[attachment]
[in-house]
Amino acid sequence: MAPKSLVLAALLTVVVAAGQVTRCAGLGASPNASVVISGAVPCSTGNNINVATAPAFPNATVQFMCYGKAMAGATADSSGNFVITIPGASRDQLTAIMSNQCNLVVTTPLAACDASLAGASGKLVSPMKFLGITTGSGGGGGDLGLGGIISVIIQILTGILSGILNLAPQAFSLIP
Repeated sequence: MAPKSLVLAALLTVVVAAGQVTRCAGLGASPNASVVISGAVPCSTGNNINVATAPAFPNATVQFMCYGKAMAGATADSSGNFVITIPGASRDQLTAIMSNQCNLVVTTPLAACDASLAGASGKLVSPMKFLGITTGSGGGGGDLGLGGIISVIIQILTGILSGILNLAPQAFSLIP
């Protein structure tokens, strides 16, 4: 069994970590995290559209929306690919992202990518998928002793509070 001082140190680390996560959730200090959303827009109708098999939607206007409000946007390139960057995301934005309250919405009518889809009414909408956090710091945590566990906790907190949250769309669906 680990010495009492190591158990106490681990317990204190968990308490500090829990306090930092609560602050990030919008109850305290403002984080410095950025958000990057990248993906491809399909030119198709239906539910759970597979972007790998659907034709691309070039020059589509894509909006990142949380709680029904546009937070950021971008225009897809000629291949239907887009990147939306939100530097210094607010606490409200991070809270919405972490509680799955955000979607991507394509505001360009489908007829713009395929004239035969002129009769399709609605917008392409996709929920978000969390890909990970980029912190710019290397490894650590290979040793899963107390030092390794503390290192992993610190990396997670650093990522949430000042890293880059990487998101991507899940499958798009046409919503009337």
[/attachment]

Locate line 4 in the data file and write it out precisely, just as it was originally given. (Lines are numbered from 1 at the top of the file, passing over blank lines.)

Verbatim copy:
């Protein structure tokens, strides 16, 4: 069994970590995290559209929306690919992202990518998928002793509070 001082140190680390996560959730200090959303827009109708098999939607206007409000946007390139960057995301934005309250919405009518889809009414909408956090710091945590566990906790907190949250769309669906 680990010495009492190591158990106490681990317990204190968990308490500090829990306090930092609560602050990030919008109850305290403002984080410095950025958000990057990248993906491809399909030119198709239906539910759970597979972007790998659907034709691309070039020059589509894509909006990142949380709680029904546009937070950021971008225009897809000629291949239907887009990147939306939100530097210094607010606490409200991070809270919405972490509680799955955000979607991507394509505001360009489908007829713009395929004239035969002129009769399709609605917008392409996709929920978000969390890909990970980029912190710019290397490894650590290979040793899963107390030092390794503390290192992993610190990396997670650093990522949430000042890293880059990487998101991507899940499958798009046409919503009337």